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September 1966

Arcus SenilisIts Relationship to Serum Lipids in the Negro Male

Author Affiliations

From the Department of Ophthalmology, Henry Ford Hospital, Detroit.

Arch Ophthalmol. 1966;76(3):325-328. doi:10.1001/archopht.1966.03850010327004

The relationship between arcus senilis (gerontoxon, arcus lipoides, arcus juvenilis) and atherosclerosis has been in question for many years. As far back as 100 years ago, pathologists felt that there was some association between arcus senilis and diseases of the heart and vascular system.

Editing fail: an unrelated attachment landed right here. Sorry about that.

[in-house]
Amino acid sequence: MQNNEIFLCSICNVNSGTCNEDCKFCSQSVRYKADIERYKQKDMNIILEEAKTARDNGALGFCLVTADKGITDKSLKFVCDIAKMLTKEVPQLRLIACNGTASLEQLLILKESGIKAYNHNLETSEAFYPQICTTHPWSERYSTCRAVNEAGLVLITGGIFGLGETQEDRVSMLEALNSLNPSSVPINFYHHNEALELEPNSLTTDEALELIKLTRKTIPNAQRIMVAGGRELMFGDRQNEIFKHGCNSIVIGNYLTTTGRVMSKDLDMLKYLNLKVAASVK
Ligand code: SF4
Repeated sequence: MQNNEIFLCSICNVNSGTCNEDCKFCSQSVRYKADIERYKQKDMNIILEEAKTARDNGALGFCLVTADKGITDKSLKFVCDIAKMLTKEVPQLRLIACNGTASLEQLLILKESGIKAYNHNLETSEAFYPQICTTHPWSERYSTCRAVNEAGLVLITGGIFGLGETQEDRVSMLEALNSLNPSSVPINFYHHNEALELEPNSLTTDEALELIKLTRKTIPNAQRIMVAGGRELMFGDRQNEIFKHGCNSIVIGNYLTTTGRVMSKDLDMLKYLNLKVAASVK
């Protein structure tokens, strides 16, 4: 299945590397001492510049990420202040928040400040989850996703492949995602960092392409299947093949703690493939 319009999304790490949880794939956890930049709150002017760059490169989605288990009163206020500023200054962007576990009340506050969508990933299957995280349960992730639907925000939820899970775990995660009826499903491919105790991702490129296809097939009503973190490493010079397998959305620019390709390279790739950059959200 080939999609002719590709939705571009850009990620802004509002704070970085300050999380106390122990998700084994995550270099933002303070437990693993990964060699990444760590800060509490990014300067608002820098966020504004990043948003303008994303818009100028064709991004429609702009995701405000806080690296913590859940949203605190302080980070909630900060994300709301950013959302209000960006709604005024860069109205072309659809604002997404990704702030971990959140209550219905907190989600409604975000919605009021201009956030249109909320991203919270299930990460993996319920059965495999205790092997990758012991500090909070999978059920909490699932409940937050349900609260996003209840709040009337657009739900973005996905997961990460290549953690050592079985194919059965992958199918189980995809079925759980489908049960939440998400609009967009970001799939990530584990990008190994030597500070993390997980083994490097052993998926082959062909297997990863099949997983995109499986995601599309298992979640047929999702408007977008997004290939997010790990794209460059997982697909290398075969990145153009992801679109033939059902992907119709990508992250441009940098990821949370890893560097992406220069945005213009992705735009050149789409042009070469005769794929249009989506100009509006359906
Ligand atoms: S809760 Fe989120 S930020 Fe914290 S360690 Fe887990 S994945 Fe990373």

White ( 1935),1 on the basis of physical examinations, mental examination, laboratory studies, and postmortem studies of 400 mental patients concluded that there was not an increased incidence of arteriosclerosis or senility in patients with arcus senilis. Forsius2 quotes Rintelen (1942) as finding no increased incidence of arteriosclerosis in patients with arcus senilis during 600 postmortem examinations. On the other hand, Boas (1945)3 concluded after examining 1,000 consecutive patients in office practice that there was a definite correlation between arcus senilis and coronary artery sclerosis. Finley et al (1961)4 found that in 20 young white subjects with arcus sinilis the following characteristics were

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